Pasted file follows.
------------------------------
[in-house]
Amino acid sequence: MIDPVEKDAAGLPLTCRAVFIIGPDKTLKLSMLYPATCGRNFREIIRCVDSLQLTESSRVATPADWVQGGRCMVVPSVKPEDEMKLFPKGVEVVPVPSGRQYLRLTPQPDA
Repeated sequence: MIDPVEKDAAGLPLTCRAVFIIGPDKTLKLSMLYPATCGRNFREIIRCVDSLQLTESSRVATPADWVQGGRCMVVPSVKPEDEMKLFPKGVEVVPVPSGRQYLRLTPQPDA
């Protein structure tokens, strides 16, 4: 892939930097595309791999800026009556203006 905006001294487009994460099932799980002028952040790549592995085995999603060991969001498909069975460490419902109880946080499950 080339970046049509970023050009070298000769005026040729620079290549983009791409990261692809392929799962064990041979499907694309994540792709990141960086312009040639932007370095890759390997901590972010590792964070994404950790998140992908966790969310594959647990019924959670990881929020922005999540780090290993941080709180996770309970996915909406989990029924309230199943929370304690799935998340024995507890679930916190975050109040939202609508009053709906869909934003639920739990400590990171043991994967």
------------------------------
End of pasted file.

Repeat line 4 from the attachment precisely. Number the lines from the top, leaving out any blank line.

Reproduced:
């Protein structure tokens, strides 16, 4: 892939930097595309791999800026009556203006 905006001294487009994460099932799980002028952040790549592995085995999603060991969001498909069975460490419902109880946080499950 080339970046049509970023050009070298000769005026040729620079290549983009791409990261692809392929799962064990041979499907694309994540792709990141960086312009040639932007370095890759390997901590972010590792964070994404950790998140992908966790969310594959647990019924959670990881929020922005999540780090290993941080709180996770309970996915909406989990029924309230199943929370304690799935998340024995507890679930916190975050109040939202609508009053709906869909934003639920739990400590990171043991994967």